1902 Encyclopedia > India > General Description. Various Names of India

(Part 1)


Introduction. Various Names of India

India is a great empire of Asia, composed of twelve provinces under direct British administration, and about one hundred and fifty feudatory states and principalities, which equally with the British provinces acknowledge the paramount sovereignty of the British crown. The whole empire contains close on 1 1/2 million square miles, and 240 millions of inhabitants. The are, therefore, is almost equal to, and the population is just equal to, the area and population of all Europe, less Russia. The people exactly double Giibbon’s estimate of 120 millions for all the races and nations which obeyed Imperial Rome.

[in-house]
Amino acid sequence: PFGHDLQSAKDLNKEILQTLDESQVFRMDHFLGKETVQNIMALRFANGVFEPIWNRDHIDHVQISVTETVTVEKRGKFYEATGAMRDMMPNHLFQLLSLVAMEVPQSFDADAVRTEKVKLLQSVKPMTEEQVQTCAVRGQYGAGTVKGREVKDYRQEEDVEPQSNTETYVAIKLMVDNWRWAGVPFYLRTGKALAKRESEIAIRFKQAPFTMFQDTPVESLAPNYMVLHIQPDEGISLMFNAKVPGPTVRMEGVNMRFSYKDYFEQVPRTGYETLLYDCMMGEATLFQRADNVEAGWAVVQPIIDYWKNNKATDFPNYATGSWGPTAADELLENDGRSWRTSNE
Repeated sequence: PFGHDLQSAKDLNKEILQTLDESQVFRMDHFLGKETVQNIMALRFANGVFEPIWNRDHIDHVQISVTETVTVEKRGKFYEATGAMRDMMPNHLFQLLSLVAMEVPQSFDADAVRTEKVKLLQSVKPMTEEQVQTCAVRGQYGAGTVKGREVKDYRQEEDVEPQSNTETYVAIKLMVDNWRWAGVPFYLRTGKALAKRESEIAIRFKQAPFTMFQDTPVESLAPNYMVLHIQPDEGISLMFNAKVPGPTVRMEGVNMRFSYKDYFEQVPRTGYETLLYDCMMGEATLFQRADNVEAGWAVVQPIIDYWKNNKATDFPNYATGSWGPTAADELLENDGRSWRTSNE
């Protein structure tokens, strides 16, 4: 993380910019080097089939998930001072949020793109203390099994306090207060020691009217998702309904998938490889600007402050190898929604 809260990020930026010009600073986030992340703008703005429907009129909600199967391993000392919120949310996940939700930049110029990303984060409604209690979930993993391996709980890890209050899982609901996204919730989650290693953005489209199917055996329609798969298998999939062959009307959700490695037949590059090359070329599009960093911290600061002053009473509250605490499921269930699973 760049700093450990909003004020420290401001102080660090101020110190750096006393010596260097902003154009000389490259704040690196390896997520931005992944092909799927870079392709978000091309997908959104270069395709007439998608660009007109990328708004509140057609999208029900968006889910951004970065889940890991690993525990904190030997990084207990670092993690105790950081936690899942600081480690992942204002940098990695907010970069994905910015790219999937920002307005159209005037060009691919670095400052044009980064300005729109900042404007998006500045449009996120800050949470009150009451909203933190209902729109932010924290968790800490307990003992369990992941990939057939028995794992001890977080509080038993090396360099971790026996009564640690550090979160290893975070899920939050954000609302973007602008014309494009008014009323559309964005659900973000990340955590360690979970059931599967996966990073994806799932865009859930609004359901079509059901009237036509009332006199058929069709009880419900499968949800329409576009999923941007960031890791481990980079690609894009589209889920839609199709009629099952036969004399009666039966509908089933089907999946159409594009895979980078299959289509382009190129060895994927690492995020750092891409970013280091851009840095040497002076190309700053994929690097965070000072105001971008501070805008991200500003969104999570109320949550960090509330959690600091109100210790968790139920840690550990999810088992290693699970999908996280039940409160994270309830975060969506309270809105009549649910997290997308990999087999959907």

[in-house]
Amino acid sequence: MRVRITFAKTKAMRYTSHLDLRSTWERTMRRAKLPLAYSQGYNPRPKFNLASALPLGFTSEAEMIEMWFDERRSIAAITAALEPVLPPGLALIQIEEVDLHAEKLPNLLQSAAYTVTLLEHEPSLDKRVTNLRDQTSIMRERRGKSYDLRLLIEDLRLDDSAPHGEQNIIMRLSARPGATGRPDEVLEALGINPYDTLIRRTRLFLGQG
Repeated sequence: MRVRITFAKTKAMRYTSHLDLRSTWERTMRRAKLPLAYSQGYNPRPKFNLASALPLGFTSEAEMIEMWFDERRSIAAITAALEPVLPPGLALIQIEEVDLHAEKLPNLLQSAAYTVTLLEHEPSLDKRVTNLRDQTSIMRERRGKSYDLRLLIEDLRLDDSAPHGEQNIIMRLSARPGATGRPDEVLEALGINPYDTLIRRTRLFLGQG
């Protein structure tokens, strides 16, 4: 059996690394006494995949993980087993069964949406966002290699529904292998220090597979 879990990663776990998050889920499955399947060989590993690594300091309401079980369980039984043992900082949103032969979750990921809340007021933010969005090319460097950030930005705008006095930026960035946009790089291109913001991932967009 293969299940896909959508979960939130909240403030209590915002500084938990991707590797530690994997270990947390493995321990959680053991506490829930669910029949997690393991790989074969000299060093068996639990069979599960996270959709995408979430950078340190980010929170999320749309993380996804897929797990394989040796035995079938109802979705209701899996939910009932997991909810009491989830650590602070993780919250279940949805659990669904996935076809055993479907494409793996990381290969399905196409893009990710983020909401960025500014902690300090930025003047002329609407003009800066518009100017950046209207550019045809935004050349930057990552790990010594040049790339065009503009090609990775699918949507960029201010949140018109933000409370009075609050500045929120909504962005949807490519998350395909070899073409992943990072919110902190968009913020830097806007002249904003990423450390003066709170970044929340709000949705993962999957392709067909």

The Name.—The natives of India can scarcely be said to have a word of their own by which to express their common country. In Sanskrit, it would be called "Bhárata-varsha," from Bharata, a legendary monarch of the Lunar line ; but Sanskrit is no more the vernacular of India than Latin is of Europe. The name "Hindustán," which was at one time adopted by European geographers, is of Persian origin, meaning "the land of the Hindus," as Afghánistán means "the land of the Afgháns." According to native usage, however, "Hindustán" is limited either to that portion of the peninsula lying north of the Vindhyá mountains, or yet more strictly the upper basin of the Ganges where Hindi is the spoken language. The "East Indies," as opposed to the "West Indies," is an old-fashioned and inaccurate phrase, dating from the dawn of maritime discovery, and still lingering in certain parliamentary papers. "India," the abstract form of a word derived through the Greeks from the Persicized form of the Sanskrit sindhu, a "river," pre-eminently the Indus, has become familiar since the British acquired the country, and is now officially recognized in the imperial title of the sovereign.

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